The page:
During my recent tampering with the blog, a few past posts disappeared. This was a guest blog from October 2012, by my friend Museum Mutt. I’m sorry that I lost all the comments.
I love to visit museums that connect art and history.
While visiting friends in Vermont this past summer, I took a return trip to one of my favorite museums– the Shelburne Museum in Shelburne, Vermont. It definitely deserves more than one visit. Not far from Burlington -Vermont’s largest city- it is situated in the Lake Champlain valley. Plan on spending several hours at the Museum as there are 39 exhibition buildings. The Museum is open seasonally from May to October. Check the Museum’s website for exact dates.
A few things to keep in mind: Pets are not allowed. There is food service on site; but you can also bring your lunch and eat at tables. My friend and I chose to eat al fresco. We found a bench near a pond shaded by willow trees.
During this past trip I discovered that I needed to thank the founder of the Museum, Electra Havemeyer Webb (1888-1960), a pioneering collector of American folk art as well as a collector of Impressionist art. She founded the museum in 1947. Our first stop was to visit the Havemeyer Webb Memorial Building that recreates rooms from the founder’s 1930s New York City Apartment. I would love to have just one of the art works displayed on the walls.
We did not have time to visit each of the many exhibition spaces, but we tried to enter as many as time allowed. That is why your ticket allows entrance for more than one day.
A must for your visit however is the Steamboat Ticonderoga. The restored 220-foot steamboat is a National Historic Landmark that was built in 1906 and operated as a day boat on Lake Champlain until 1953. What you notice when you enter the Museum’s grounds is the beached steamboat with no water in sight. Although the Ticonderoga originally plied the waters of Lake Champlain, it was moved two miles inland to its present site. The interior of the steamboat is luxurious, not like the way we would travel today.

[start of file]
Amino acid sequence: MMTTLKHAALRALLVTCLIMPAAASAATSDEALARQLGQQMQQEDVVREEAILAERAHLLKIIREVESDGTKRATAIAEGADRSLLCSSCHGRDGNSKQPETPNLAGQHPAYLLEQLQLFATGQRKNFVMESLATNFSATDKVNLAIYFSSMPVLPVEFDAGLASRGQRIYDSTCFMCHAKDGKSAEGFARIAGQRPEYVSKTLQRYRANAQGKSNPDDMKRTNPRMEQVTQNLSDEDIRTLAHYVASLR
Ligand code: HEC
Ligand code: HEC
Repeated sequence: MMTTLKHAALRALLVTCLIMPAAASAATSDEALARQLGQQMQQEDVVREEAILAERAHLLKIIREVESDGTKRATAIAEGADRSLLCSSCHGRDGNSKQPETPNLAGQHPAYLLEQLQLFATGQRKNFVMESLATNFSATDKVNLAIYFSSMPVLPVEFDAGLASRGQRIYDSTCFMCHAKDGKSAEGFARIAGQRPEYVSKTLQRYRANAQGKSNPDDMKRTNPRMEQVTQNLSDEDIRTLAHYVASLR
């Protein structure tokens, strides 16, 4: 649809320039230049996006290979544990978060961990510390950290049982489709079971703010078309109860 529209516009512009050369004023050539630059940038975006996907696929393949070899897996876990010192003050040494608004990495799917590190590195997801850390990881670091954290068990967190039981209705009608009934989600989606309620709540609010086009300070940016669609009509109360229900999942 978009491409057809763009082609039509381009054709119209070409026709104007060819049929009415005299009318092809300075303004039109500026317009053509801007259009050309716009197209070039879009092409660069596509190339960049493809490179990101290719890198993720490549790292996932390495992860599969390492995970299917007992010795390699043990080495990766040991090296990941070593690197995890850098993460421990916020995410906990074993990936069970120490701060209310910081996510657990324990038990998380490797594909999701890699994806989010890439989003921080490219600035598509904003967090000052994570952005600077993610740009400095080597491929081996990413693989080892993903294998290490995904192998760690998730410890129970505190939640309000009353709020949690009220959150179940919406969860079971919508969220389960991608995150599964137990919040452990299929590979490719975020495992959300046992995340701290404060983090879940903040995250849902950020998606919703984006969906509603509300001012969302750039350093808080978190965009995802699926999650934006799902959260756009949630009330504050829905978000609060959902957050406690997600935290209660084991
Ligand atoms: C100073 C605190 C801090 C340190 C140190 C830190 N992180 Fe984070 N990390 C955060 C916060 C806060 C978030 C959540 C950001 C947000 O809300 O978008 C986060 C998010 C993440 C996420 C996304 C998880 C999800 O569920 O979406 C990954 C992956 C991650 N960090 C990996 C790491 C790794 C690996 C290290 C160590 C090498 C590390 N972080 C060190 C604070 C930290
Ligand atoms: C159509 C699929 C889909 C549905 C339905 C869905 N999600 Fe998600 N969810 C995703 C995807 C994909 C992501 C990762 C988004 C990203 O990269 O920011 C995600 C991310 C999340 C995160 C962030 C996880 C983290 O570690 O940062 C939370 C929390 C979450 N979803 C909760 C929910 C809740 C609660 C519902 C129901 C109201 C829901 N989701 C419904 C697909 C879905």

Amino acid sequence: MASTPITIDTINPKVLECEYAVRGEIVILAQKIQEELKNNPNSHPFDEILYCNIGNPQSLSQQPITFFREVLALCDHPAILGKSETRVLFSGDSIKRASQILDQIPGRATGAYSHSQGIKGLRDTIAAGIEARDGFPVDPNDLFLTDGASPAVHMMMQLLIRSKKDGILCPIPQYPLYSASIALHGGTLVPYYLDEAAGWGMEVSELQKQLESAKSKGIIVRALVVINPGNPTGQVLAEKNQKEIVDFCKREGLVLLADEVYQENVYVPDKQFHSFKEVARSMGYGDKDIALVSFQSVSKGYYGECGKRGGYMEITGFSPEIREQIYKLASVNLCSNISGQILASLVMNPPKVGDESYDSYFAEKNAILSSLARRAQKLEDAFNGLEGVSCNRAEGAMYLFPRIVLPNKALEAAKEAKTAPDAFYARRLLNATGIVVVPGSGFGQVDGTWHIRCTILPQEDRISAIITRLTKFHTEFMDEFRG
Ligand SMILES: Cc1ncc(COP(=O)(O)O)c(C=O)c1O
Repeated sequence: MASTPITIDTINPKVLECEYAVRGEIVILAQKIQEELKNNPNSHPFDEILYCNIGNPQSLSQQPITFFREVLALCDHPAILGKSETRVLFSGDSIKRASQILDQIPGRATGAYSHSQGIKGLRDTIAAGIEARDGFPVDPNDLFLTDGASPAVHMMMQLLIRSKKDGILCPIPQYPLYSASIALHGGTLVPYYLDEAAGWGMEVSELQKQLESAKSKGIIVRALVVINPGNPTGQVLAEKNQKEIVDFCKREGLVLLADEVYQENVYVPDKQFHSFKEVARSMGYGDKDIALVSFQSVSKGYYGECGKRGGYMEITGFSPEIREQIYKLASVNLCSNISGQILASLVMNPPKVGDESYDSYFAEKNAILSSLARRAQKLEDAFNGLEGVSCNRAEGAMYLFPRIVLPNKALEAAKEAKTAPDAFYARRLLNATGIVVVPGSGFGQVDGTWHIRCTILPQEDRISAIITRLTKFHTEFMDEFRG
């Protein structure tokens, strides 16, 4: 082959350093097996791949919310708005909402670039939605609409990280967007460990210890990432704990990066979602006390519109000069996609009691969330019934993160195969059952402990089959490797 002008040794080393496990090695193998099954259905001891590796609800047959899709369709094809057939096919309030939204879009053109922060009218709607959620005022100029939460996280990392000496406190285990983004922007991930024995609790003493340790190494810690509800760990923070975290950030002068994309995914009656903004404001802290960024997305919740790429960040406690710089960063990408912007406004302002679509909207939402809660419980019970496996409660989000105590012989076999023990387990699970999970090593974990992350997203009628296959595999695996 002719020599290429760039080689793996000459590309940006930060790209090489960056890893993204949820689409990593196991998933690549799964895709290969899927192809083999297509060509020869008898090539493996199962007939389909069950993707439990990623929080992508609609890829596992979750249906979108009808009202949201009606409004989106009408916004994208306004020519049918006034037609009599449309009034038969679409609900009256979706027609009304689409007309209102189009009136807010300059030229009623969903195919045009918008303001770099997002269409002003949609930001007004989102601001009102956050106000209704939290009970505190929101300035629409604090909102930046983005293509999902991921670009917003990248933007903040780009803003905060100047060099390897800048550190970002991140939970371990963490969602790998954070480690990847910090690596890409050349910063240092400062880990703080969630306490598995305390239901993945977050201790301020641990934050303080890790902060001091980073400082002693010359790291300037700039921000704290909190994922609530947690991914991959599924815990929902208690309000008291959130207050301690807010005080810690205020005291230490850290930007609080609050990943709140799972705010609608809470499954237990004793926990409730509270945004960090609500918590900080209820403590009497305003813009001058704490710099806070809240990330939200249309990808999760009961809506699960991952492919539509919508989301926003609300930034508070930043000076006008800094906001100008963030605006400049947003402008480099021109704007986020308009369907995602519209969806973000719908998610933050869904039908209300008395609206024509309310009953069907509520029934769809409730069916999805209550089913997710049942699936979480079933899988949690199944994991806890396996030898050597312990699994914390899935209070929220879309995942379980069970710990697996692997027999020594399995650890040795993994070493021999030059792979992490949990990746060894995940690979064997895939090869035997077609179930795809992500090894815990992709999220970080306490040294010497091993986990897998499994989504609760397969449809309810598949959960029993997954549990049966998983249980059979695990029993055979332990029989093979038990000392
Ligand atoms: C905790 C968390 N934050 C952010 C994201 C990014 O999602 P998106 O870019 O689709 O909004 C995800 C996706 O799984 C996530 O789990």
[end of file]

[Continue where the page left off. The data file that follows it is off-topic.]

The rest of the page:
After gazing at the land around us, we headed off to see buildings such
as the general store where I shreaked “Post Office” when I entered inside. I
love general store post offices and anything postal so I was very excited when
I came across the post office boxes shown here. It also had a lot of what you
would expect to see in a late 19th century general store.
Long after folks in the city had free door-to-door mail delivery, those living in rural areas still had to go to post offices to pick up their mail—many were located in country stores such as the one here.
We stopped in the school house as well to honor my mother who was a school teacher. The trip was also an homage to my father who claims to have gone to a one-room school house; but he also claimed to have walked 10 miles to school in the snow!
I also stopped at the Dorset House which displays most of the Museum’s collection of 900 duck decoys. I thought I would be in there for just a few minutes but the guide was excellent. Decoys are not only treasured folk art but they are still used today by duck hunters. I even learned something new. There are also fish decoys. I’m more interested in waterfowl conservation and folk art than in hunting; but I learned a lot of interesting stories from the local docent who grew up hunting and fishing.
After a ride on the carousel, our final stop was to visit the circus collection. Among the most popular exhibitions at Shelburne are two hand-carved wood circuses: the Roy Arnold Circus Parade and the Kirk Bros. Circus. The Arnold Circus Parade was made between 1925-55 and forms a parade over 500 feet long. The Kirk Bros. Circus is a miniature three-ring circus that Edgar Kirk created over a 40 year period using only a pen knife and jigsaw. He died in 1956.
There are so many other buildings to explore that I’ll definitely return for a third visit. If you have time, visit the Shelburne Farms which is close by. It is a National Historic Site and a 1400 acre working farm.